I was up and ready to rock this morning. I’d written my pages and I was about to dive in on where I’d left my editing lesson the night before…when I realized that I was already feeling pretty fatigued. And, looking at only taking one day off and then working for 6 straight…and I’m already feeling fatigued…? Not a good idea.
So, I took a day off today. A planned, albeit at the last minute, day off.
It was very necessary. I did’t really get any napping in, but I took a mental day off and I totally didn’t realize how much I needed it. I would *just* be finishing work right now if I hadn’t. And, tomorrow would be it in terms of rest.
The writing was good today, too. I think, anyway. It *felt* good. Who knows if this stuff is actually any good, you know? We’ll see when I got back and read it all. Tomorrow, I’m going to write some extra novel pages, I think. give me a couple, two or three days this coming work week to work on my pilot script instead. That project needs to have it’s own time carved out, and I think this might be the way to do it.
There was kind of this transition period in the novel that I just sort of slogged through. Not a ton of plot happening, or at least in between some major plot stuff. So, it was character work. People getting to know people. Conflicts being set up. I hope it works. We’ll see. But, right around the corner now is a major new setting, which is totally fun.
I was reading tonight about Michael Ende. He wrote The Neverending Story. The book, not the movie. I’ve never read it, and apparently the movie is much more broadly-stroked than the novel, but that movie was my favorite as a kid. Or, at least, one of them. It was that movie, actually, the made me realize I wanted to tell stories. That imagination was incredibly important and should be encouraged.
Anyway, I read a little clip tid-bit about how he wrote his first novel. He just sat down with an idea, literally just a couple lines, and then the story unfolded from there. A bit more extreme than where I am, but my process is literally exactly what he describes; that writing stories is an adventure. You don’t even know exactly what’s going to happen next. You write what feels right, or is the most exciting.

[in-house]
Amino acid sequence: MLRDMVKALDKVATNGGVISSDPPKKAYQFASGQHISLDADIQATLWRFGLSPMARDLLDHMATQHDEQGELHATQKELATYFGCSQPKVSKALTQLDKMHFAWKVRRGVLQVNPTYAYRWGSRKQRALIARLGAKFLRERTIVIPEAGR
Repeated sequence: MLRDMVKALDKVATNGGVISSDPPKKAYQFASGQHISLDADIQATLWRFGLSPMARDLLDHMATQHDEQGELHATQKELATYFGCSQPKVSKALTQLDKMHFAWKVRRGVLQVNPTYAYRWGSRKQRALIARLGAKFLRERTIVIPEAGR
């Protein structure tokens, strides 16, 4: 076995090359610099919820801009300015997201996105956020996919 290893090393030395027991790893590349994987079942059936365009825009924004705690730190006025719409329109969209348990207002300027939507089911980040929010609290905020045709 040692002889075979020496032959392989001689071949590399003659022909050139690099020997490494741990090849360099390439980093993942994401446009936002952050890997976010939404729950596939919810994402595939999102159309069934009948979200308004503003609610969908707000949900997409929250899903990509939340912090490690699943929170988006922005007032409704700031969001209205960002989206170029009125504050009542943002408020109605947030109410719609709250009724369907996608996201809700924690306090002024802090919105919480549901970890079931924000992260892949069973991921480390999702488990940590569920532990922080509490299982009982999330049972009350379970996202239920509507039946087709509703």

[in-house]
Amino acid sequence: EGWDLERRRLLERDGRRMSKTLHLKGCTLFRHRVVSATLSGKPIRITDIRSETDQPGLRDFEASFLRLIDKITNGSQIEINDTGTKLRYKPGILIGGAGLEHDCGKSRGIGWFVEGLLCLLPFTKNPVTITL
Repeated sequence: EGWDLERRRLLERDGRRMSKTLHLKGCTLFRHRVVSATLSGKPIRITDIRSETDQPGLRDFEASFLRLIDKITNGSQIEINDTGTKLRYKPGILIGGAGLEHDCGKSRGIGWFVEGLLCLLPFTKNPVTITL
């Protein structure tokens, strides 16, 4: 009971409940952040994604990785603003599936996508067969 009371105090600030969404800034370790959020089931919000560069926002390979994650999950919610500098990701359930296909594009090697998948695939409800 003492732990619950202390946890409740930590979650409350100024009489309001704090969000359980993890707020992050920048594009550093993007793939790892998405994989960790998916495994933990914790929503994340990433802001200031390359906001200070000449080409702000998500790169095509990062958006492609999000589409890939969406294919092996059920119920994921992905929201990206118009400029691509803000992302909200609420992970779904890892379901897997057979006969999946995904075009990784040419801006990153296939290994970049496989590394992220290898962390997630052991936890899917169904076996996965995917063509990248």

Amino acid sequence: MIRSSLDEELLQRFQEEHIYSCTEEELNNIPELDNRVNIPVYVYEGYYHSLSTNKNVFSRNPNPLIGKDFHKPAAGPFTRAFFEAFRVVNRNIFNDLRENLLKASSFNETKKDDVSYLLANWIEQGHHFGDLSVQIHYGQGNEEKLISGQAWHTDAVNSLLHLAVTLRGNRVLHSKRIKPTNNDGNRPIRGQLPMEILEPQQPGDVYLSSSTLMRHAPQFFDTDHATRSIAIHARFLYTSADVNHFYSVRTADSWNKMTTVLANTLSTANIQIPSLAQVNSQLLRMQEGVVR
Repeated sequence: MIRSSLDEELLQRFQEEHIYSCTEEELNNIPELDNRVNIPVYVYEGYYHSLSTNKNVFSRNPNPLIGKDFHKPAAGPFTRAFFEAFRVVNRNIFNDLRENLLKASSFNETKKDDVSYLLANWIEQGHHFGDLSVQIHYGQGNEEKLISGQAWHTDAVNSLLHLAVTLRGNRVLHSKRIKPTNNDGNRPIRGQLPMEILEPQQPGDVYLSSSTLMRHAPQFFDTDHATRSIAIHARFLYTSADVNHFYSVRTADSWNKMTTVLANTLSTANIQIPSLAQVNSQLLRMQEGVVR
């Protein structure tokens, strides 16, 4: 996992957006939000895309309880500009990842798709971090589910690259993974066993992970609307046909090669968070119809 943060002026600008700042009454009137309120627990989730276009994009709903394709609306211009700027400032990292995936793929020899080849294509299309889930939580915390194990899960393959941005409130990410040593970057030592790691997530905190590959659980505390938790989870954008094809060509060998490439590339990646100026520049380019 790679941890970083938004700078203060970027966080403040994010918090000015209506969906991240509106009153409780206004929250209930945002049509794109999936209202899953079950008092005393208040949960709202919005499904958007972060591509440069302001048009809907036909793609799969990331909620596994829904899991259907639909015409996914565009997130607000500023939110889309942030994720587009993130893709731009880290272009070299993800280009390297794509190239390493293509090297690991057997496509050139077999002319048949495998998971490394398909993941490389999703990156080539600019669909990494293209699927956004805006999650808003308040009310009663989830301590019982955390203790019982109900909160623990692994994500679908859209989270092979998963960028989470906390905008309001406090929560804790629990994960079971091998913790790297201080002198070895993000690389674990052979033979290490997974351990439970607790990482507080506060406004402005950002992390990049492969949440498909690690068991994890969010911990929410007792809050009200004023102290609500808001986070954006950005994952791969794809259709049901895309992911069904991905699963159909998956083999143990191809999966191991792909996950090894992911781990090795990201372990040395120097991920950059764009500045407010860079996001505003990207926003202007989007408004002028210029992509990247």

I live my stories in my head as I write them. That’s why I love listening to movie scores so much while I do, because I can see them unfolding as I type. It’s fun. I love doing it.
The Ho and I also went out, impromptu together, to see Big Hero 6 tonight, which is something we’ve been looking forward to coming out since the very first trailer came out earlier in the year. It was…disappointing. Unfortunately. Honestly, neither of us saw that coming. We’d seen Wreck it Ralph, and this one is essentially done by the same people, and it had the advantage of a killer premise and straight-up amazing animation. THAT did not disappoint. But, what did was the story-telling.
Sloppy. Basic. It sounded like a Saturday morning cartoon. So many missed opportunities, wrong turns, or just plain poor execution. It was very disappointing.
All that said, they did do a lot of stuff right. Baymax is one of the most endearing characters to come along in a very long time. The aforementioned animation was breath-taking at times. And, the *world* in which the story takes place is fucking awesome. San Fransokyo. The Bay and Japan melded into one. Awesome.
So, I’d still say it’s worth seeing. If you like animated movie in 3D, go see it. The kids obviously *loved* it. But, it’s not Wreck it Ralph. There’s a lot that doesn’t make any sense at all, and a lot that will make your adult brain cringe if you think about it too much.
I really blame Pixar, right? Pre-Pixar, this movie would have been a mindless romp of a good time. But damned Pixar proved to everyone how actually really REALLY good one could make a “kid’s movie” script/movie. This movie is waaaayyyy below that bar.
Goodnight, guys. Tomorrow, we see Interstellar. I’m preparing to be underwhelmed, but we’ll see 😛
(such a grouch, I know)